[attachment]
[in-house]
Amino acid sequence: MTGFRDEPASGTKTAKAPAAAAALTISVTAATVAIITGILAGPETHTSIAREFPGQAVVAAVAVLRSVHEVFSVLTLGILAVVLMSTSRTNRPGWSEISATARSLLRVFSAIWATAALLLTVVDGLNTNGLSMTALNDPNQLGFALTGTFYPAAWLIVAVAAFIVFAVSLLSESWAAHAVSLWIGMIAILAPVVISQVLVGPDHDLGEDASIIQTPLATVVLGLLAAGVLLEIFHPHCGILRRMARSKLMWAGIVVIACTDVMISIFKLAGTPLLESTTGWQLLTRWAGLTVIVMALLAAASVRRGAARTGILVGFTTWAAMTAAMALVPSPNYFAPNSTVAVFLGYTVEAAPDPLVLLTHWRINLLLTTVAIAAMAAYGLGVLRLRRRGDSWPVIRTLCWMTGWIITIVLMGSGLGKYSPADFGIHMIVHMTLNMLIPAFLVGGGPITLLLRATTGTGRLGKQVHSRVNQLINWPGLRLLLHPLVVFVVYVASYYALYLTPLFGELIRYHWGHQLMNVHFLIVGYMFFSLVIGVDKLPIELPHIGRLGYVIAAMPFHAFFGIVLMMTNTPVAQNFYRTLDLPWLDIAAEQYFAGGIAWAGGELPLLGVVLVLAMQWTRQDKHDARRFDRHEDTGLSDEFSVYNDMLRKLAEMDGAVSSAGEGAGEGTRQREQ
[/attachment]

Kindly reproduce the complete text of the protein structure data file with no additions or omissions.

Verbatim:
[in-house]
Amino acid sequence: MTGFRDEPASGTKTAKAPAAAAALTISVTAATVAIITGILAGPETHTSIAREFPGQAVVAAVAVLRSVHEVFSVLTLGILAVVLMSTSRTNRPGWSEISATARSLLRVFSAIWATAALLLTVVDGLNTNGLSMTALNDPNQLGFALTGTFYPAAWLIVAVAAFIVFAVSLLSESWAAHAVSLWIGMIAILAPVVISQVLVGPDHDLGEDASIIQTPLATVVLGLLAAGVLLEIFHPHCGILRRMARSKLMWAGIVVIACTDVMISIFKLAGTPLLESTTGWQLLTRWAGLTVIVMALLAAASVRRGAARTGILVGFTTWAAMTAAMALVPSPNYFAPNSTVAVFLGYTVEAAPDPLVLLTHWRINLLLTTVAIAAMAAYGLGVLRLRRRGDSWPVIRTLCWMTGWIITIVLMGSGLGKYSPADFGIHMIVHMTLNMLIPAFLVGGGPITLLLRATTGTGRLGKQVHSRVNQLINWPGLRLLLHPLVVFVVYVASYYALYLTPLFGELIRYHWGHQLMNVHFLIVGYMFFSLVIGVDKLPIELPHIGRLGYVIAAMPFHAFFGIVLMMTNTPVAQNFYRTLDLPWLDIAAEQYFAGGIAWAGGELPLLGVVLVLAMQWTRQDKHDARRFDRHEDTGLSDEFSVYNDMLRKLAEMDGAVSSAGEGAGEGTRQREQ